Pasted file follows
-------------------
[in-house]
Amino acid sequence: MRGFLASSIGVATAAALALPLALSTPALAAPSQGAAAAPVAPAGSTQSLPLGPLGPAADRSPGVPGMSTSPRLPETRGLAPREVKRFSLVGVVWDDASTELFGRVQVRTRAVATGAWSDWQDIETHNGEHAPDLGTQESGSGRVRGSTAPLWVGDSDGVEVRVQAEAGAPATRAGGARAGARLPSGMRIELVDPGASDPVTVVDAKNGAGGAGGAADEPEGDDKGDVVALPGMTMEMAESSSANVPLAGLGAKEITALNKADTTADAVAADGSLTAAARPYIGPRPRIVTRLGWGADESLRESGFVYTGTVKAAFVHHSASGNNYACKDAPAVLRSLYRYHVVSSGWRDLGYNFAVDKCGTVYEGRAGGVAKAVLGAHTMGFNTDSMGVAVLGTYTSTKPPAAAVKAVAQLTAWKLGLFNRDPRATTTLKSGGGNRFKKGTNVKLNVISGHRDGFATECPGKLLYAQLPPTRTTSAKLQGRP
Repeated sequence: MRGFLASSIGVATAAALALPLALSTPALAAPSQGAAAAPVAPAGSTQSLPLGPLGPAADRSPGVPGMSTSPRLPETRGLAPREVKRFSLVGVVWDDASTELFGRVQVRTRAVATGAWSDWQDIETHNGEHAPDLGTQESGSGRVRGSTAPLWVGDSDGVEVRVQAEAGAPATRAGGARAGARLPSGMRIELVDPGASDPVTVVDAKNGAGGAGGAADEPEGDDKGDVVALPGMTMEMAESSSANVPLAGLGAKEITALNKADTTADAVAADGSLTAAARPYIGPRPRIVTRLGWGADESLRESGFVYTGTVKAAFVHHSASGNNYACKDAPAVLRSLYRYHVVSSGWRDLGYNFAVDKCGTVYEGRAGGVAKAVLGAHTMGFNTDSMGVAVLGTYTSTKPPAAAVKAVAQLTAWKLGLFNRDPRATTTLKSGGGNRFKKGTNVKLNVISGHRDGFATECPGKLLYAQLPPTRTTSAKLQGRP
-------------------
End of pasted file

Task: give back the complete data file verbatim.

[in-house]
Amino acid sequence: MRGFLASSIGVATAAALALPLALSTPALAAPSQGAAAAPVAPAGSTQSLPLGPLGPAADRSPGVPGMSTSPRLPETRGLAPREVKRFSLVGVVWDDASTELFGRVQVRTRAVATGAWSDWQDIETHNGEHAPDLGTQESGSGRVRGSTAPLWVGDSDGVEVRVQAEAGAPATRAGGARAGARLPSGMRIELVDPGASDPVTVVDAKNGAGGAGGAADEPEGDDKGDVVALPGMTMEMAESSSANVPLAGLGAKEITALNKADTTADAVAADGSLTAAARPYIGPRPRIVTRLGWGADESLRESGFVYTGTVKAAFVHHSASGNNYACKDAPAVLRSLYRYHVVSSGWRDLGYNFAVDKCGTVYEGRAGGVAKAVLGAHTMGFNTDSMGVAVLGTYTSTKPPAAAVKAVAQLTAWKLGLFNRDPRATTTLKSGGGNRFKKGTNVKLNVISGHRDGFATECPGKLLYAQLPPTRTTSAKLQGRP
Repeated sequence: MRGFLASSIGVATAAALALPLALSTPALAAPSQGAAAAPVAPAGSTQSLPLGPLGPAADRSPGVPGMSTSPRLPETRGLAPREVKRFSLVGVVWDDASTELFGRVQVRTRAVATGAWSDWQDIETHNGEHAPDLGTQESGSGRVRGSTAPLWVGDSDGVEVRVQAEAGAPATRAGGARAGARLPSGMRIELVDPGASDPVTVVDAKNGAGGAGGAADEPEGDDKGDVVALPGMTMEMAESSSANVPLAGLGAKEITALNKADTTADAVAADGSLTAAARPYIGPRPRIVTRLGWGADESLRESGFVYTGTVKAAFVHHSASGNNYACKDAPAVLRSLYRYHVVSSGWRDLGYNFAVDKCGTVYEGRAGGVAKAVLGAHTMGFNTDSMGVAVLGTYTSTKPPAAAVKAVAQLTAWKLGLFNRDPRATTTLKSGGGNRFKKGTNVKLNVISGHRDGFATECPGKLLYAQLPPTRTTSAKLQGRP